The Council of the EU decided on March 2 to impose targeted restrictive measures on 22 high-ranking members of Belarusian military personnel in view of their role in the decision making and strategic planning processes that led to the Belarusian involvement in the Russian aggression against Ukraine, the council said in a statement.
On February 24, twenty members of Belarusian military personnel were already listed in the same context.
“Belarus is supporting the Russian military aggression against Ukraine – inter alia – by allowing Russia to fire ballistic missiles from the Belarusian territory, enabling transportation of Russian military personnel and heavy weapons, tanks, and military transporters, allowing Russian military aircraft to fly over Belarusian airspace into Ukraine, providing refuelling points, and storing Russian weapons and military equipment in Belarus,” the Council of the EU said.
Restrictive measures in respect of actions undermining or threatening the territorial integrity, sovereignty and independence of Ukraine, which now apply to a total of 702 individuals and 53 entities, include an asset freeze and a prohibition from making funds available to the listed individuals and entities.
In addition, a travel ban applicable to the listed persons prevents these from entering or transiting through EU territory.
Furthermore, in relation to Belarus, the Council introduced on March 2 further restrictions in the trade of goods used for the production or manufacturing of tobacco products, mineral fuels, bituminous substances and gaseous hydrocarbon products, potassium chloride (“potash”) products, wood products, cement products, iron and steel products and rubber products.
Further restrictions were also imposed on exports of dual-use goods and technology, and certain advanced goods and technology which might contribute to Belarus’ military, technological, defence and security development, together with restrictions on the provision of related services.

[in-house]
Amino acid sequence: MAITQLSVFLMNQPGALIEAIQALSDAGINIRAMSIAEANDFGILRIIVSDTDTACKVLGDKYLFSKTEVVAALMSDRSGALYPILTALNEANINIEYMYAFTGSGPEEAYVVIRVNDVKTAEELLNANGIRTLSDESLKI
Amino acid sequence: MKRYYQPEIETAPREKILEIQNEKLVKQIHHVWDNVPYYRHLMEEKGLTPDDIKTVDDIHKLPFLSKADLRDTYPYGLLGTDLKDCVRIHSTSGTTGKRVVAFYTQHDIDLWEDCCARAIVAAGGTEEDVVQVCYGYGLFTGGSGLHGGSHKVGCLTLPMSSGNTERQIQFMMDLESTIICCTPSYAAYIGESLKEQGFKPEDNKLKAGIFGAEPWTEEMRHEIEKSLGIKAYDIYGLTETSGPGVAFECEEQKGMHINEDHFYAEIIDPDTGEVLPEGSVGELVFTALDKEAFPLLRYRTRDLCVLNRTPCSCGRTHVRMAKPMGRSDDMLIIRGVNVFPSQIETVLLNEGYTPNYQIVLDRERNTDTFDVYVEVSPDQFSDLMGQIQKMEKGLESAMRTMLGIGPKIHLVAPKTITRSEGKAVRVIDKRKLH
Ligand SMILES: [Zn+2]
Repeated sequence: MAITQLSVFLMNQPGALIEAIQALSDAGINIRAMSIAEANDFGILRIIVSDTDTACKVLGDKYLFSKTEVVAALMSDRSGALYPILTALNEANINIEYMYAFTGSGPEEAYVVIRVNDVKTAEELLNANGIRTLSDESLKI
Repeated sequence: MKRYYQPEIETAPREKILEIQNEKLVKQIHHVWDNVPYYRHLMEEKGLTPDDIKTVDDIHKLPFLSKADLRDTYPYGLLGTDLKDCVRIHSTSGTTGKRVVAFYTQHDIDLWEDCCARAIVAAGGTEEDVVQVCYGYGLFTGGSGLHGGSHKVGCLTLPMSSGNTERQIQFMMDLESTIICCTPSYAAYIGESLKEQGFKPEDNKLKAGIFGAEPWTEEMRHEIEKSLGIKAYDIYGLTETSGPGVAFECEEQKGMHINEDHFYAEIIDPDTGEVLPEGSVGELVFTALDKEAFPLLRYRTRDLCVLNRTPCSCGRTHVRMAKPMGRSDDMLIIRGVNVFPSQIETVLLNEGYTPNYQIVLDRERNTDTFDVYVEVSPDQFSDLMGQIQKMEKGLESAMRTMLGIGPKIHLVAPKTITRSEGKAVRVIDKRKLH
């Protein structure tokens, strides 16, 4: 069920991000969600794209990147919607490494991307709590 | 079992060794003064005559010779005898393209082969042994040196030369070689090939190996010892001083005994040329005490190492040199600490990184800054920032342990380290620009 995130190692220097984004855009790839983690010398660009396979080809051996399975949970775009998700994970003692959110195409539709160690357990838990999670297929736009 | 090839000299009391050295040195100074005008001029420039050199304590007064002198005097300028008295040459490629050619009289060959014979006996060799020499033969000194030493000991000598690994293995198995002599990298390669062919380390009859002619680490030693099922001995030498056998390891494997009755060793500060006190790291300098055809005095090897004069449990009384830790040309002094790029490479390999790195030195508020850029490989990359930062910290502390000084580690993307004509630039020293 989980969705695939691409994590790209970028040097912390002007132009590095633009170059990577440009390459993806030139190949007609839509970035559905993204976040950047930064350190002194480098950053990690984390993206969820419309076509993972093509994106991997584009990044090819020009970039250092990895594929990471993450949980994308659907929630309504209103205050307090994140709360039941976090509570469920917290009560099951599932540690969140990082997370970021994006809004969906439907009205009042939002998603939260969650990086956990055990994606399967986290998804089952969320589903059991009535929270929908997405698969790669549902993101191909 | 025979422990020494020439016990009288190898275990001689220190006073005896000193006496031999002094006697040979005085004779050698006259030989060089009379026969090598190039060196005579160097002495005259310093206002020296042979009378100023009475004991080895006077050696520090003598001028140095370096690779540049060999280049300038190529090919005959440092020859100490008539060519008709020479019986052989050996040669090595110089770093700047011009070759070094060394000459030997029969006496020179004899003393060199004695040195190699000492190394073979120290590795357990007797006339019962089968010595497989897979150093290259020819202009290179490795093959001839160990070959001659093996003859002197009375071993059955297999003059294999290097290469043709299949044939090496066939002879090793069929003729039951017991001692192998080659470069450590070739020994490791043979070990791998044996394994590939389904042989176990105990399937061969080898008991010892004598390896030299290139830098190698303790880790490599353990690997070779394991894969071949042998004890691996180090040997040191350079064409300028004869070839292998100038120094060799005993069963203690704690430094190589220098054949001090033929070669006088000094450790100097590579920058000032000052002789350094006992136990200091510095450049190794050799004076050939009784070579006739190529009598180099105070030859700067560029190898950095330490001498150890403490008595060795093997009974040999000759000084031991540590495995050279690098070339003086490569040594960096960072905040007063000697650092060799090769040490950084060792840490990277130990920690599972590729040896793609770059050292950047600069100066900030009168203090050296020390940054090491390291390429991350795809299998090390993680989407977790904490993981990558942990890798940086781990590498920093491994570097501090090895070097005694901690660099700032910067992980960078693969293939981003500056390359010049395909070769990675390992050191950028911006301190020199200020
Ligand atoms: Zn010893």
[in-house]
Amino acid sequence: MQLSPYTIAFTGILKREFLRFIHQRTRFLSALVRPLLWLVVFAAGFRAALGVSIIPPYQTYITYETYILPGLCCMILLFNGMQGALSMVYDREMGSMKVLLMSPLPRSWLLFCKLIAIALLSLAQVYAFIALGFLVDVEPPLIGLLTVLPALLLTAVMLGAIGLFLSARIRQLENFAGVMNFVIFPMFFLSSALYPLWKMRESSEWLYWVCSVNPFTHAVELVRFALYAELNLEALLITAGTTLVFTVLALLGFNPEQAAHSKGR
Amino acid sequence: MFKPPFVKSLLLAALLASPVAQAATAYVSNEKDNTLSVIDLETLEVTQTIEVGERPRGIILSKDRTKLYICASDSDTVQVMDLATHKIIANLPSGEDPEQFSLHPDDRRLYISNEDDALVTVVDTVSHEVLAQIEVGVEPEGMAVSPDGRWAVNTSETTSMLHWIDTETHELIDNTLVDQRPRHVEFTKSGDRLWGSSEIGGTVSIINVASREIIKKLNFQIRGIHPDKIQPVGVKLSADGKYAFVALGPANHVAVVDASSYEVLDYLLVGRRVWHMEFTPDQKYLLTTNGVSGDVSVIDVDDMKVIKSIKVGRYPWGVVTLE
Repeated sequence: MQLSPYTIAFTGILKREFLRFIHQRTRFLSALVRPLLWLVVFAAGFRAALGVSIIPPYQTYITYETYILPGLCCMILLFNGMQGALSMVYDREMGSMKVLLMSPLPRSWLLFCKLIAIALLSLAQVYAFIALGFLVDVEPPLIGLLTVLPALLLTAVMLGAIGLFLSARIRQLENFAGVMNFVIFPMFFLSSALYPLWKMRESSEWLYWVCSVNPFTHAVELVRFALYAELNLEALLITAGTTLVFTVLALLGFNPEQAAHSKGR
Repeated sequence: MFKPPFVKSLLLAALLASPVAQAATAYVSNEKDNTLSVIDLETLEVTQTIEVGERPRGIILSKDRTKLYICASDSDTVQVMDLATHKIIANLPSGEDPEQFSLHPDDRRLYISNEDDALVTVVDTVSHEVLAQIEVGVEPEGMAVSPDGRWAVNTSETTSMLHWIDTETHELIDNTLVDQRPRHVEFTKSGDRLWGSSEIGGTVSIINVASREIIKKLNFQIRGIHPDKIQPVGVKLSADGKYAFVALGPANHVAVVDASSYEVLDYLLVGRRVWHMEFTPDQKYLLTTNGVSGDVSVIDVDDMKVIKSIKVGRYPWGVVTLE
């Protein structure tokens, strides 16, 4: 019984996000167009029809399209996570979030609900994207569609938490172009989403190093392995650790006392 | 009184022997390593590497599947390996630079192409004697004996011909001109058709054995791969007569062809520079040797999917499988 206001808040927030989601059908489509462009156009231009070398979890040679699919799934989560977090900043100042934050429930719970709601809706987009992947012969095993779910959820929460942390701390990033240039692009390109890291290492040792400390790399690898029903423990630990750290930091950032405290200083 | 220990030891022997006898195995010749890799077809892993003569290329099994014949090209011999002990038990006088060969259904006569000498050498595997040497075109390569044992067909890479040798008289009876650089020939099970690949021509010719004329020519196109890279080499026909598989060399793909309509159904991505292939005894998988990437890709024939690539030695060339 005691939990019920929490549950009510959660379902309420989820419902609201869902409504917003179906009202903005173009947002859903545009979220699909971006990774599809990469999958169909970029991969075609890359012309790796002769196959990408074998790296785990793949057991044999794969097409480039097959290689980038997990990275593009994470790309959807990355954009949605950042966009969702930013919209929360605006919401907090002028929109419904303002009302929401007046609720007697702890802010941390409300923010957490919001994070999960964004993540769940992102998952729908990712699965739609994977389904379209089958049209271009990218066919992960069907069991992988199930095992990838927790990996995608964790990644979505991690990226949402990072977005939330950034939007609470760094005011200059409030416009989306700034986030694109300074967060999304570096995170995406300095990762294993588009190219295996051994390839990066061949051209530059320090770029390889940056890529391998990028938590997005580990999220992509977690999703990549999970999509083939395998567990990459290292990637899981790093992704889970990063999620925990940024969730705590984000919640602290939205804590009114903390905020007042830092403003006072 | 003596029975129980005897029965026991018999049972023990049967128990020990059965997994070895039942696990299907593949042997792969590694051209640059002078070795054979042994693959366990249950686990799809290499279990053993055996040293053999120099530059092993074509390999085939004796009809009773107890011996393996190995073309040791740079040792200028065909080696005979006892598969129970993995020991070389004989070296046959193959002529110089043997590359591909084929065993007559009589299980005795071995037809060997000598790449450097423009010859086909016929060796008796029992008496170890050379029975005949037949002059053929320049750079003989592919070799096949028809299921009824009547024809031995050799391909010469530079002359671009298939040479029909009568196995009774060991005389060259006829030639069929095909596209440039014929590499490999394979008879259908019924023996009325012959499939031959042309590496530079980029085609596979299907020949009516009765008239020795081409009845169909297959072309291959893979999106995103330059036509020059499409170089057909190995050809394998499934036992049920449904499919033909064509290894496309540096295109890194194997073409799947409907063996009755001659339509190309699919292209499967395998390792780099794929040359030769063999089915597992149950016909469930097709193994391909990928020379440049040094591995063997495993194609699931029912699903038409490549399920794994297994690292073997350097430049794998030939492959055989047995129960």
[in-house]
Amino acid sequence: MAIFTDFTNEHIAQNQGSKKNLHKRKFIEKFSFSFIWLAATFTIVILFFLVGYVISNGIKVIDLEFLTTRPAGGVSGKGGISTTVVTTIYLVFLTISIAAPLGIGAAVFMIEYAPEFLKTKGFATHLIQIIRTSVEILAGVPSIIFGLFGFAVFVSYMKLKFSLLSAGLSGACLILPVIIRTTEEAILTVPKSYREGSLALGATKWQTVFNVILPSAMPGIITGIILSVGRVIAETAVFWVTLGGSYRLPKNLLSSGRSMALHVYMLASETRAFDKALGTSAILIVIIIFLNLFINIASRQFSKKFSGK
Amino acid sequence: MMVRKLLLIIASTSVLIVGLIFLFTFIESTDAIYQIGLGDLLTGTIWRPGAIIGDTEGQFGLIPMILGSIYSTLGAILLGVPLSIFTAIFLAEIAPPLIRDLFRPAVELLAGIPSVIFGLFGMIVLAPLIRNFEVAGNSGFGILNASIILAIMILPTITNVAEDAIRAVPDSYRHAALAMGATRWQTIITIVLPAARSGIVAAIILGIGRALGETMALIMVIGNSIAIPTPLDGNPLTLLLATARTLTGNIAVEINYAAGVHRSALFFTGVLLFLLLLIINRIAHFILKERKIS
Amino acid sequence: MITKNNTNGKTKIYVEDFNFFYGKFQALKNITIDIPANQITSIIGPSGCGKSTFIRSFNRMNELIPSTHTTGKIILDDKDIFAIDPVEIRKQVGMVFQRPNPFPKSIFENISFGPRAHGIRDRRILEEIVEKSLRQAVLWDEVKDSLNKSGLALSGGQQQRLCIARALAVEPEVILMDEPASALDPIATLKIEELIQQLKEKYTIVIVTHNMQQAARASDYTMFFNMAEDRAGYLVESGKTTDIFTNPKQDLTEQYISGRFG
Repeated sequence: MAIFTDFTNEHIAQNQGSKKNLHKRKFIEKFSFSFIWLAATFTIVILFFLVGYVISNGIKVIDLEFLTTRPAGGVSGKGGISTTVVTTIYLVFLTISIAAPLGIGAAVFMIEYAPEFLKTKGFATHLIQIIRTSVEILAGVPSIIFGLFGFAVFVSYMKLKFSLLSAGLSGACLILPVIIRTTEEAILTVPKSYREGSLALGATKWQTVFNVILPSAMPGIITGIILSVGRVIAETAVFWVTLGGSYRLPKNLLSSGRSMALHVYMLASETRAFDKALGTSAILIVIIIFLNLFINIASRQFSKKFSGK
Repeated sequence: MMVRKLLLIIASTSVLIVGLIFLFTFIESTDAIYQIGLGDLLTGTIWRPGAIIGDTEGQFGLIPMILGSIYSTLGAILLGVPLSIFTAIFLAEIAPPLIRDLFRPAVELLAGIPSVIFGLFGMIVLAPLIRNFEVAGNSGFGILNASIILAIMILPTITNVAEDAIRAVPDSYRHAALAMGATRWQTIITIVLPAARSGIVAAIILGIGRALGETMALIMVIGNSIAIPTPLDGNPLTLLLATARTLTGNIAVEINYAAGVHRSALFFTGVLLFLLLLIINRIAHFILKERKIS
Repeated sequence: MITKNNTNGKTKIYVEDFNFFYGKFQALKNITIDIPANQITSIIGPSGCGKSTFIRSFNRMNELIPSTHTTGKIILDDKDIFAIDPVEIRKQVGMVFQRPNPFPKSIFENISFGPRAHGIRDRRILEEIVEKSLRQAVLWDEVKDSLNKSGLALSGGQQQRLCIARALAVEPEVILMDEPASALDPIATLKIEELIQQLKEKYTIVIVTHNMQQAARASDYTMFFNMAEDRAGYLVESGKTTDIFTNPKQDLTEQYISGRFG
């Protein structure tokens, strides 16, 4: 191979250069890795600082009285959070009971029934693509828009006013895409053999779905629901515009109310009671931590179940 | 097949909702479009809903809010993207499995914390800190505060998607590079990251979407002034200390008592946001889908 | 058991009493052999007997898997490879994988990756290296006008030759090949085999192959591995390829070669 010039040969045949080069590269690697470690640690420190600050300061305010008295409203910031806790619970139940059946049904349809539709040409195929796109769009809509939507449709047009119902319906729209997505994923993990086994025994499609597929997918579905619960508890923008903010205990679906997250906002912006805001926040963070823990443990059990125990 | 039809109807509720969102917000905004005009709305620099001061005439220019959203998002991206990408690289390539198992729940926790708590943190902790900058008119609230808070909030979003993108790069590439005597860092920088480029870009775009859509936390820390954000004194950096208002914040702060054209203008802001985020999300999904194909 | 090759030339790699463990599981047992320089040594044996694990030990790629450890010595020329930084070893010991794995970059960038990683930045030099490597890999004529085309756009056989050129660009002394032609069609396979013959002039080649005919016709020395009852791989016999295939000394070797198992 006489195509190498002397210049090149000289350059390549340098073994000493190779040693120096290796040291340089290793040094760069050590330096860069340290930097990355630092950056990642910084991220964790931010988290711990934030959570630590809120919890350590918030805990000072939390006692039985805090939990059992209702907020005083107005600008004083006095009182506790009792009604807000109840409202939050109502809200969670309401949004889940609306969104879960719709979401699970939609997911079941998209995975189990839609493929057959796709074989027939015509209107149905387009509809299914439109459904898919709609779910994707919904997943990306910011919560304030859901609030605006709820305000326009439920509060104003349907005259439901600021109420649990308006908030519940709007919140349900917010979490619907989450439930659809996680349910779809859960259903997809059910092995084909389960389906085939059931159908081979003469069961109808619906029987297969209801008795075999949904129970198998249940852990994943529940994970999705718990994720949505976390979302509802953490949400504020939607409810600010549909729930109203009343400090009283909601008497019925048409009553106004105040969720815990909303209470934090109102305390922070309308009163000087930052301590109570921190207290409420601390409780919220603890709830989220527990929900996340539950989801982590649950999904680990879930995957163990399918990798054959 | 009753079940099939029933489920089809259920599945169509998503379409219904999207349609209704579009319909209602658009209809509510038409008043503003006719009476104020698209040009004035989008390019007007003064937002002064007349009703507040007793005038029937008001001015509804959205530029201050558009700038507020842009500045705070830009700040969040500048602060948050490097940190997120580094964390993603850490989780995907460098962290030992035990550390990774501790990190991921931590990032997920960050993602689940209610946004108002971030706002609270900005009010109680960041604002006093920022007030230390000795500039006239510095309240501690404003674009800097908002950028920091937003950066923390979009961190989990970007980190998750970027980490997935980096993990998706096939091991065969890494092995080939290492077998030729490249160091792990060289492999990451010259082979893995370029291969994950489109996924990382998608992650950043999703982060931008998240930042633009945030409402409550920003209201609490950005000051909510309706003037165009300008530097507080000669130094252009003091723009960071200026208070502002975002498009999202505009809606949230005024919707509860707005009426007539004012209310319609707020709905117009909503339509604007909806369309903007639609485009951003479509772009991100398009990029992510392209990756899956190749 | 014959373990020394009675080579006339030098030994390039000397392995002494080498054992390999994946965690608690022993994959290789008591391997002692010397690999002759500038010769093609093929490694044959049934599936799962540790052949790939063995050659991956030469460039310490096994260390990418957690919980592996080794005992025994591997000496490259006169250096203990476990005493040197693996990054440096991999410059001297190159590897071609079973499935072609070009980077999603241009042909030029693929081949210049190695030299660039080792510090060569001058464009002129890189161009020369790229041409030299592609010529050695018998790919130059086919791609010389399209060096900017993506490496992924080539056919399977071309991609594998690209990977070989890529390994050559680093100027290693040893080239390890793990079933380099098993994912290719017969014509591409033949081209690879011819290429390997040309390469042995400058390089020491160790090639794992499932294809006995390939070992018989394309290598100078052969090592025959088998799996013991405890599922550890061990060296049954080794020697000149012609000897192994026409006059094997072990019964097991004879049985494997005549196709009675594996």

The Council of the EU said that the March 2 decisions complement the package of measures announced by EU foreign policy chief Josep Borrell after the video conference of EU Foreign Affairs Ministers on February 27.
This package also includes the provision of equipment and supplies to the Ukrainian Armed Forces through the European Peace Facility, a ban on the overflight of EU air space and on access to EU airports by Russian carriers of all kinds, a ban on the transactions with the Russian Central Bank, the SWIFT ban for certain Russian banks, and the prohibition for state-owned media Russia Today and Sputnik’ to broadcast in the EU.
Nato said on March 2 that units of the Nato Response Force had arrived in Romania on February 28 and March 1 to reinforce Nato’s defensive posture in the eastern part of the Alliance.
Five hundred French troops assembled in Istres in southern France before deploying to Romania.
This is the first time Nato has activated the Nato Response Force for collective defence and deterrence, the statement said.
It follows Nato’s activation of its defence response plans amid the biggest security crisis in Europe in decades, triggered by Russia’s massive military build-up and its invasion of Ukraine.
France leads this year’s highest-readiness element of the Nato Response Force, a multinational force comprised of up to 40 000 land, air, maritime and special operations personnel that Nato can deploy at short notice as needed.
Nato Secretary General Jens Stoltenberg welcomed the deployment: “Over the last weeks, we have increased our presence in the eastern part of the Alliance and now, we are for the first time in our history deploying the Nato Response Force.
“French troops have arrived in Romania as the lead element of this force. Our commitment to Article 5, our collective defence clause, is iron-clad. We will protect and defend every inch of Nato territory,” Stoltenberg said.
For the rest of The Sofia Globe’s continuing coverage of Russia’s invasion of Ukraine, please click here.
(Photo: Sébastien Bertrand)
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